Bipods have gone mainstream in the shooting sports. While high-end rail mounted bipods like the MDT Ckye-Pod are common on precision rifles, the Harris bipod and its clones, are still found on many guns. These typically mount on the front QD stud of a rifle stock.
I had a police officer bring in his 700 Police sniper rifle for a repair. The front QD stud (sometimes called a dome stud) was loose and came out of the stock. After a series of attempted repairs using epoxy he brought it to me for a more permanent solution.
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Any modifications made to a firearm should be made by a licensed gunsmith. Failure to do so may void warranties and result in an unsafe firearm and may cause injury or death.
Modifications to a firearm may result in personal injury or death, cause the firearm to not function properly, or malfunction, and cause the firearm to become unsafe.
For this project, I ordered the following from Brownells:
In the image above you can see the condition of the stock when it arrived. The hole that the QD stud mounted to was stripped out.
You’ll notice on the factory stud, the threads are designed for wood. These aren’t machine threads made to attach to metal. Instead, the wood threads would bite into the Fiberglass stock. Past repair attempts used the same hardware. For our repair, we’ll switch the type of attachment.
These are the QD dome studs I ordered to replace it. Note the machine threads on the shank.
These two pieces of hardware are what’s known as “t-nuts”. The center has a tenon that is threaded for a machine screw. The nut on the left has small teeth to grab material, while the one on the right has holes for additional attachment hardware. I ordered the QD dome studs shown above from Brownells to work with these t-nuts. I plan on installing one on the inside of the stock and threading the dome stud into it. This will prevent the dome stud from coming loose since the t-nut and it will be sandwiched on opposite sides of the stock.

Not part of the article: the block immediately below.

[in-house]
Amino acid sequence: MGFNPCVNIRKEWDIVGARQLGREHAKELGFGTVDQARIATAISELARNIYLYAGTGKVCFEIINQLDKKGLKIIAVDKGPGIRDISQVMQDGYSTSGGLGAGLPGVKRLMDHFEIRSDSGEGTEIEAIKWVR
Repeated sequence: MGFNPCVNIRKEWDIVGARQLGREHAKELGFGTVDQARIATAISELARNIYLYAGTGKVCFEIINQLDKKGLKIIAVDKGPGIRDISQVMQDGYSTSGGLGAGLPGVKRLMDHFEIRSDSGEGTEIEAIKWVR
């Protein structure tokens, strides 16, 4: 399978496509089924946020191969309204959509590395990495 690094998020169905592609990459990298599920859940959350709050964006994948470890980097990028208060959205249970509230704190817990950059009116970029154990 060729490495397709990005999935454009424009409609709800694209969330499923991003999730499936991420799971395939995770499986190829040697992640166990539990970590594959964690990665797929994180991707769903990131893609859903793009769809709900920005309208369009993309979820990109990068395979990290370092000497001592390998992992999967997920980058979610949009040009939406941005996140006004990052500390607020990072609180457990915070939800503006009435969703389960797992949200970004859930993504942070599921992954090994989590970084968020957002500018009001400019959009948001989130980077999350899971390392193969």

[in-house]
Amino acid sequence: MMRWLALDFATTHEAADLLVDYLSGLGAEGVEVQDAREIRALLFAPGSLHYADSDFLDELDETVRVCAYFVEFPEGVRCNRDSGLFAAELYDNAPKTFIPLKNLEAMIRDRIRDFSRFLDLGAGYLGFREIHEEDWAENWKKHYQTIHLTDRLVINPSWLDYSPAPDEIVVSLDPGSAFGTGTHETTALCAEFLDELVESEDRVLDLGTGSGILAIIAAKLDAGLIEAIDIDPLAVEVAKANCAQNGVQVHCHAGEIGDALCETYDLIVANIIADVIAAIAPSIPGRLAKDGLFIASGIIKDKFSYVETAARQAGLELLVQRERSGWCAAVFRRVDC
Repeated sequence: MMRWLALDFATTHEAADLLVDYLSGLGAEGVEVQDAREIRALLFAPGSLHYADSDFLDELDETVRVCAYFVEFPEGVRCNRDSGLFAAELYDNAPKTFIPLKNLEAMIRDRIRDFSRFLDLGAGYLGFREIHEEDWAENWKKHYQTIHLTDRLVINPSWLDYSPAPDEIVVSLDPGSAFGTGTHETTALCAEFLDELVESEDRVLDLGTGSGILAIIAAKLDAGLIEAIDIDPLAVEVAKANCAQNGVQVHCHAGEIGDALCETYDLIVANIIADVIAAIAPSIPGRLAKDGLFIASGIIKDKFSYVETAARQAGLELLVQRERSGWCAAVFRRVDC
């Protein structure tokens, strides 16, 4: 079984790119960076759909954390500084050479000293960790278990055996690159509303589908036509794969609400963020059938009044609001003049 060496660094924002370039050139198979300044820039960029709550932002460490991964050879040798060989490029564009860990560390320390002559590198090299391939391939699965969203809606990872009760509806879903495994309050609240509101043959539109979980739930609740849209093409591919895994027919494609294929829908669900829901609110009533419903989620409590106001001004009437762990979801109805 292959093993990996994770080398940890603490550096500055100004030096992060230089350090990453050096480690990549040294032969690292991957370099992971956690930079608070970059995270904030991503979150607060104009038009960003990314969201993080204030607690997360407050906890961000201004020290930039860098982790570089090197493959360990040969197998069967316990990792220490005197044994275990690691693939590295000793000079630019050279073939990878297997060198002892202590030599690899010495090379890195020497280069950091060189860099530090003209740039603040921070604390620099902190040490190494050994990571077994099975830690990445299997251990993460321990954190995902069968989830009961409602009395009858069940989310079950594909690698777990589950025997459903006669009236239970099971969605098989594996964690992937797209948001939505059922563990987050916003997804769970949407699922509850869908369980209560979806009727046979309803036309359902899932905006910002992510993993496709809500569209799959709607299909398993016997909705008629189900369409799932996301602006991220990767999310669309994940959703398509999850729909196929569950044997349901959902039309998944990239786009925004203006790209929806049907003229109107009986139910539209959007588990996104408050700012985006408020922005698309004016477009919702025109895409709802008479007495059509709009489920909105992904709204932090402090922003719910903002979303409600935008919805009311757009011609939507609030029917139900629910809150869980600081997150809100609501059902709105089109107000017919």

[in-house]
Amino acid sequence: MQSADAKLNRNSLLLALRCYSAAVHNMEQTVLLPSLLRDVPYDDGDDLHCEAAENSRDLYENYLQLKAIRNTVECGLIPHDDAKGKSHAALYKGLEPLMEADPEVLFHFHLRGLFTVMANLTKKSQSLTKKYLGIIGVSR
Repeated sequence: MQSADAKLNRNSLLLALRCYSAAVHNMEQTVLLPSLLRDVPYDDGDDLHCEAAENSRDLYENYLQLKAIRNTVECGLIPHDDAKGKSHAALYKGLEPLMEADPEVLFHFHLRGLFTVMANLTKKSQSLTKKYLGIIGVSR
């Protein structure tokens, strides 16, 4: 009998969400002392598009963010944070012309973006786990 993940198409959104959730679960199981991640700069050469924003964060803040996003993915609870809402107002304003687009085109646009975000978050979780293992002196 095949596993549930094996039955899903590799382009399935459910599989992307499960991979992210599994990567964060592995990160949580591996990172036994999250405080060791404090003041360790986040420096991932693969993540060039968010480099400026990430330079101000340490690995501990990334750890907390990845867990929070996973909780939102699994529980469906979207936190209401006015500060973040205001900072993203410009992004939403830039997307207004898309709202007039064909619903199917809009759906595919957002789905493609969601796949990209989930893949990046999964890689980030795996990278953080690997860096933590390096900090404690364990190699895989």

As far as repairs go, this one is fairly simple. Tool wise, I only need a cordless drill, a drill bit and a counterbore (above, bottom). The counterbore, sometimes referred to as an aircraft counterbore, has a solid pilot on its nose. This allows the tool to follow an existing hole.
I begin by using a drill bit to make a clearance hole for the threaded part of the t-nut and the QD dome stud.
From the inside of the stock, I use the counterbore to cut a recess to accept the t-nut.
I test fit the t-nut to make sure it fits inside the recess.
I mix some Marine-Tex epoxy to hold the t-nut in place.
I thread the new QD dome stud up from the bottom and it tightens down against the t-nut which in turn displaces the Marine-Tex. I cleaned this up with a rag and some alcohol.
I use a small Allen key to turn the QD dome stud until it is in position.
This is the finished repair and this rifle is ready for decades of service!